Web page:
3.1 Incidental Influences on Total Soil Dust Ingestion: Dr. Natalie Freeman
Dr. Freeman's presentation focused on incidental ingestion of soil and dust that results from children's typical eating and mouthing behaviors. Though her most recent studies have primarily examined exposures to household dust, Dr. Freeman noted that 50-70% of household dust is believed to come from outdoor soils. Thus, she reports her results as ingestion of "soil/dust," rather than ingestion of strictly household dust.
Dr. Freeman explained that examining incidental soil ingestion among children is important, because national studies have suggested that 87% of children (aged 1-4 years) lie or play on the floor and nearly 50% play on grass or dirt. (Dr. Freeman acknowledged that these summary statistics reflect national trends and may not be representative of regional or local trends.) She added that her own research of children in Newark, New Jersey, has shown that a large proportion of children (aged 1-3 years) regularly engage in activities that can lead to soil ingestion, such as eating most of their food with their hands, eating food dropped on the floor, and putting their fingers in their mouths.
Dr. Freeman then outlined preliminary data she has collected in support of an ongoing "Children's Dietary Lead Study." She specifically addressed the extent to which children's food can be contaminated by their behavior patterns. This study characterized children's exposures to soil and dust in New Jersey urban centers by sampling levels of metals contamination on kitchen floors, children's hands, food that fell on the floor, and food that children handled. Dr. Freeman explained the approach used to attribute measured levels of metals in food to contributions from metals contamination in soils and household dust, and then presented preliminary results from her study. One preliminary result is that, on average (median), 2 mg of dust adheres to a slice of apple dropped on the floor, the maximum being 16 mg. Similarly, 8 mg of dust, on average (median), adheres to a slice of cheese dropped on the floor, the maximum amount being 59 mg. Based on her results for apples, cheese, bananas, and hot dogs, Dr. Freeman estimated that children, on average, may ingest 22 mg of household dust daily just from eating foods from the floor, with a 90th percentile ingestion rate from this activity of 93 mg.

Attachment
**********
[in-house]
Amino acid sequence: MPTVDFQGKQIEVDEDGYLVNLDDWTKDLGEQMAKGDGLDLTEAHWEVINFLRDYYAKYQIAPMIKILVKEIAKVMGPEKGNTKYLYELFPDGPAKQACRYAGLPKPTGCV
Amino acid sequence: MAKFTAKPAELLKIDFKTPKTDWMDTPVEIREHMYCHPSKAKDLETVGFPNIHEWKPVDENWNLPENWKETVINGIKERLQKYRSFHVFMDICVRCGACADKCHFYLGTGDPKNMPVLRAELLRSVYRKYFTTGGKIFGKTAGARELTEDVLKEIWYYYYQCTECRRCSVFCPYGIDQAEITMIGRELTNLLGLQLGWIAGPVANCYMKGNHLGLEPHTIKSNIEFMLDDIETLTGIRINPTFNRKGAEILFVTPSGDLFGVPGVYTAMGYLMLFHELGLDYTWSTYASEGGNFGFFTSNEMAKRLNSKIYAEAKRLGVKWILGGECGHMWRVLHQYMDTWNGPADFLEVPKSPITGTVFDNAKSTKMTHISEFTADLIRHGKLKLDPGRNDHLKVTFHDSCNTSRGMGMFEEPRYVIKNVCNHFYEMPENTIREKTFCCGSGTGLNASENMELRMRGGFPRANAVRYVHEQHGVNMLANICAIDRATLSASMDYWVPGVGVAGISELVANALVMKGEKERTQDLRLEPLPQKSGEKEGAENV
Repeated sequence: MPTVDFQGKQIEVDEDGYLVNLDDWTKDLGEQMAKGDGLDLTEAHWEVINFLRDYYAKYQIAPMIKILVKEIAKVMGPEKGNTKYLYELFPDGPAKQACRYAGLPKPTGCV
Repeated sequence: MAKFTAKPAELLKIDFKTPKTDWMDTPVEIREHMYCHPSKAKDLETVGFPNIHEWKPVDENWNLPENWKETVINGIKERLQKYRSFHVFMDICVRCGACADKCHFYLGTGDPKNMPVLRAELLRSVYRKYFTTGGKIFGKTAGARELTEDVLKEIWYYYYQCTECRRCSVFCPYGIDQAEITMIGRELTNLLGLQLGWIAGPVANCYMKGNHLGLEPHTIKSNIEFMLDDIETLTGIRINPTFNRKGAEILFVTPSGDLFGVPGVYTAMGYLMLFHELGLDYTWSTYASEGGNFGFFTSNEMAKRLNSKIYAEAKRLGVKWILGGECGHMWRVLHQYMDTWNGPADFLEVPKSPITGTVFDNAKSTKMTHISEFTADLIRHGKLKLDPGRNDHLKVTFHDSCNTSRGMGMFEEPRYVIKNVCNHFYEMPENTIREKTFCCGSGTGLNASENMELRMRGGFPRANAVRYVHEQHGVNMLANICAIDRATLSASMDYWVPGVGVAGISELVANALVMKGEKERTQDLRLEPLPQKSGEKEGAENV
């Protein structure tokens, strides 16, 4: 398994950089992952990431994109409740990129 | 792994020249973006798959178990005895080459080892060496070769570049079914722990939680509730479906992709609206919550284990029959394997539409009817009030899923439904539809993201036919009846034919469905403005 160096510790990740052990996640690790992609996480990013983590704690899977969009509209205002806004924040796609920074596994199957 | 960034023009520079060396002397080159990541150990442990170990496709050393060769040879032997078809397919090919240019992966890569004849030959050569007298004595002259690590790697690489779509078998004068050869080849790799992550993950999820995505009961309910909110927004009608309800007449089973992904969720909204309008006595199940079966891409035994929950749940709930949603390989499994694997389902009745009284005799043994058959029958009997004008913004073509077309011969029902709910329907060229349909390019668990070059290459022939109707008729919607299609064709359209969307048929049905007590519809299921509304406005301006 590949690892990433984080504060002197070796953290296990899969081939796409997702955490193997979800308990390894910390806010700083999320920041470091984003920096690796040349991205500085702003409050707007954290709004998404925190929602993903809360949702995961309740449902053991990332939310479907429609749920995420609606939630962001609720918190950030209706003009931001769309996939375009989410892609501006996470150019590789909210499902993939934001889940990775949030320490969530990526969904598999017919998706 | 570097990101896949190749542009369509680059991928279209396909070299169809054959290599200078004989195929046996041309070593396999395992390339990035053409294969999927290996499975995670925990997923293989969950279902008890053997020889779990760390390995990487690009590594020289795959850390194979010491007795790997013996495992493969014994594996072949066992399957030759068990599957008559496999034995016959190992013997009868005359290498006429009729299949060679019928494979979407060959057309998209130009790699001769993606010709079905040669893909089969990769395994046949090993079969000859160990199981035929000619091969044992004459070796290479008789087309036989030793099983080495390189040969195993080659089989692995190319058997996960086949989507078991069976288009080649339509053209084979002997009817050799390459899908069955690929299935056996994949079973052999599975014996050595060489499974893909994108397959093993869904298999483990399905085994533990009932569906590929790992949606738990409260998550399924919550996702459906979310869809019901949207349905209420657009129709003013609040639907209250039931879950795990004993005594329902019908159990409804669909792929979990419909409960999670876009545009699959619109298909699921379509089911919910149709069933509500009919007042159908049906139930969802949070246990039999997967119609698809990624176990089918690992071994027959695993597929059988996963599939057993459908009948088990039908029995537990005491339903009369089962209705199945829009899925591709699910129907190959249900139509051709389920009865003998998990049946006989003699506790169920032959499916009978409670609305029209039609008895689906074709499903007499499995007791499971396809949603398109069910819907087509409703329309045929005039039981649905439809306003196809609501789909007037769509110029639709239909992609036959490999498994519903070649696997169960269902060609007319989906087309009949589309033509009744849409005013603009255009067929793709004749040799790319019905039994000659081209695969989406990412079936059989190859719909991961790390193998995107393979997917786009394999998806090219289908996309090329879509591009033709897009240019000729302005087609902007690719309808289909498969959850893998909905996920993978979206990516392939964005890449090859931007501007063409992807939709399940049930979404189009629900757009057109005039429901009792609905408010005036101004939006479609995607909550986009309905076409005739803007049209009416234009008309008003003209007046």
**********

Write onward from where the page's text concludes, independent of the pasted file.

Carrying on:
Dr. Freeman also presented preliminary estimates of soil ingestion rates resulting from children's typical mouthing behavior. These estimates were calculated from measurements of the amounts of dusts typically found on children's hands and the assumptions on hand-to-mouth rates, the percentage of the hand that enters a child's mouth, the extent to which the amount of dust on the hand might be replenished between mouthing events, and the number of hours a day in which children engage in mouthing behavior. Not surprisingly, the results varied with the assumptions made in the calculations. For instance, children with a median dust loading on their hands (i.e., 1.5 mg dust per hand) who have a hand-to-mouth rate of 8.5 events per hour were estimated to have an incidental dust ingestion rate--from mouthing behavior alone--of 14 mg per day. At the upper end of the soil ingestion range, children with the maximum dust loading on their hands (i.e., 58.2 mg dust per hand) who have a hand-to-mouth rate of 27.0 events per hour are estimated to have an ingestion rate of 1,800 mg per day. Dr. Freeman noted that this elevated ingestion rate was not actually observed, but was estimated using a statistical analysis of her data. Dr. Freeman emphasized two assumptions that introduce uncertainty into these calculations. First, the dust loading on hands was assumed to fully replenish between mouthing events--an assumption that an observer suggested was conservative for the upper-end exposure scenario--and mouthing activity was assumed to be limited to 8 hours per day. Dr. Freeman explained that little data are available for soil/dust replenishment on hands, for mouthing activities during 24-hour time periods, and for the consistency of these behaviors across days or weeks. She noted that most observational studies are limited to 8 hours or less per child.
In conclusion, Dr. Freeman stressed that considerable amounts of soil and dust ingestion can occur on a daily basis as a result of children's typical behavior patterns, and not necessarily from what have traditionally been considered intentional soil-pica events.